- Remove lid and bake for an additional 15 minutes.
- Remove pot from oven, remove bread, and place on a cooling rack to cool.
- Use a large, serrated knife to cut the bread.
- Note that the parchment paper is not necessary, but I’ve found that it makes for easier transfer of the dough into the pot, and it keeps the dough from sticking.
Now here’s the fun part. These are some variations I’ve created:
Spiced Raisin Bread:
- Add generous 1 T pumpkin pie spice, apple pie spice, or cinnamon plus ½ cup raisins to the dry ingredients. If dough seems a bit dry after adding the water per the base recipe, add a bit more water to ensure that the dough pulls together.
- Add chopped, fresh rosemary (from 4-5 sprigs from a grocery store fridge pack; cut with kitchen shears) or 1 T dried rosemary to the dry ingredients.
- Add 1 T oregano and ½ cup sun dried tomatoes to the dry ingredients. Like the raisin bread, if dough doesn’t pull together with the initial addition of water per the recipe, add a bit more to ensure the dough isn’t too dry.
- Add ½ cup of a variety of seeds or nuts to the dry ingredients. I’ve tried sunflower and pepitas with good results.
I haven’t tried yet, but I think a cranberry/orange or lemon/blueberry version may work using the zest of the citrus and dried fruit. These will be my next experiments!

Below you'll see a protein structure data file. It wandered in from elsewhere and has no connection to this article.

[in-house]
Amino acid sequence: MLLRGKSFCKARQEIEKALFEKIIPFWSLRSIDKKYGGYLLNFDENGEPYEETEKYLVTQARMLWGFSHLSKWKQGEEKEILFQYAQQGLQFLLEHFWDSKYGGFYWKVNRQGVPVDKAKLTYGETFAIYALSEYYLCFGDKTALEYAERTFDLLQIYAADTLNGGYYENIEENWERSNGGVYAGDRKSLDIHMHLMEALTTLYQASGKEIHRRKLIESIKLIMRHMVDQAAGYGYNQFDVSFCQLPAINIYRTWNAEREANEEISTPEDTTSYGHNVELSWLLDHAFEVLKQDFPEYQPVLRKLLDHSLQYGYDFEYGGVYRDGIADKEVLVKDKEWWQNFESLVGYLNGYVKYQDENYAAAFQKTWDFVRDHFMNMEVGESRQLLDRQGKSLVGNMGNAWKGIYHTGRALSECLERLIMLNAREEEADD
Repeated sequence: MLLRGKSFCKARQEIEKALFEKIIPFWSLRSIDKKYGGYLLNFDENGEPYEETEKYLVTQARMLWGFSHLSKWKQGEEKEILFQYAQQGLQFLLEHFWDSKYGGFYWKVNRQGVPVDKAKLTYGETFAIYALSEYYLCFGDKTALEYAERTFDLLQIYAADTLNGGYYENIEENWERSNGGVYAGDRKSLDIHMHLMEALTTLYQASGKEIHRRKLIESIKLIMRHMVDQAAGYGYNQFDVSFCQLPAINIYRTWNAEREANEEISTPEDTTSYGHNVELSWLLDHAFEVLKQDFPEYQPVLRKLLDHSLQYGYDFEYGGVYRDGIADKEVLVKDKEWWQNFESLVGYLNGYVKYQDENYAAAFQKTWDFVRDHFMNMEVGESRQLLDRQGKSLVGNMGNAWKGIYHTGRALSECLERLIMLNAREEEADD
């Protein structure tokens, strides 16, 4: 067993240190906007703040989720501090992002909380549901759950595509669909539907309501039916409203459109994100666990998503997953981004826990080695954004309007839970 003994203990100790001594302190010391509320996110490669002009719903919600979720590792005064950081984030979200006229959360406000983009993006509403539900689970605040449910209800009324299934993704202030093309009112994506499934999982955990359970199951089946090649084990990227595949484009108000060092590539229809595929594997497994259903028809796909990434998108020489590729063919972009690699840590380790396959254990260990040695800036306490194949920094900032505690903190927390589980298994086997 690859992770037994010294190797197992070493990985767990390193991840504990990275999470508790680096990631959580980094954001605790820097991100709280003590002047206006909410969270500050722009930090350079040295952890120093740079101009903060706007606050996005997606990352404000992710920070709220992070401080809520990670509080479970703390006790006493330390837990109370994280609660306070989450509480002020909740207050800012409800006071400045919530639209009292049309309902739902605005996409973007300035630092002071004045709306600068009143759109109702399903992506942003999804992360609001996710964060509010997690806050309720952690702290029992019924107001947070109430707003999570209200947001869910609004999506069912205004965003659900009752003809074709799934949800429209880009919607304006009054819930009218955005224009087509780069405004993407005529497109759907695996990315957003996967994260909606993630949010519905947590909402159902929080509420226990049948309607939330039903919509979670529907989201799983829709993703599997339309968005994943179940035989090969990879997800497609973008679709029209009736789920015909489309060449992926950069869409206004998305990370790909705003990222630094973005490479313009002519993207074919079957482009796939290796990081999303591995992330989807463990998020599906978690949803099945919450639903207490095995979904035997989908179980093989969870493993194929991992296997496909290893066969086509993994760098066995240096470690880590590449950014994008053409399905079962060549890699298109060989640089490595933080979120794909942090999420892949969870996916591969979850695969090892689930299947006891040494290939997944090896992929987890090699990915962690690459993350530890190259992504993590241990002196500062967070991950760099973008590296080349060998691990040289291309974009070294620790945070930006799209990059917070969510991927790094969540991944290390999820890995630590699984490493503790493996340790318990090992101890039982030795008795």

I have subbed part of the AP flour with whole wheat flour before. Note that the texture is denser with the addition of this flour, and the dough will not rise as much. But the result is still tasty! I do not recommend subbing for more than one cup for this reason.
For the savory breads, these are great to slice and dip in flavored olive oil, which you can make yourself. Take about ¼ cup of extra virgin olive oil and add salt/pepper to taste and additional spices as desired. I love to add 1 tsp. paprika and ¼ tsp. red pepper flakes. I’ve used rosemary in a version and have made a dill version, too.
(If you are not vegan, you can also add shredded cheese to the dry ingredients. As a vegetarian, I added smoked gouda to the pizza bread. I also made a version with dried dill and Havarti with dill cheese. About one cup of cheese should do, and you will need to add additional water. I have not tried a version with vegan cheese yet. )
I hope you are able to try making some homemade bread! It’s a great time to clean out the pantry of random dried fruit, nuts, and seeds and get creative with spices. If you do try it, let me know how it goes!
I’m trying my best to avoid boredom. After making two loaves of bread, I dusted off my Townie and went for a 13.5 mile bike ride yesterday. Best social isolation ever! I went for a short run today. My gym is closed for now, so I will be taking advantage of whatever workouts people post online for at home strength training and focusing on outdoor cardio for now. I also started doing some deep cleaning and organization. We’ll see how successful that will be!
Stay safe and healthy, friends.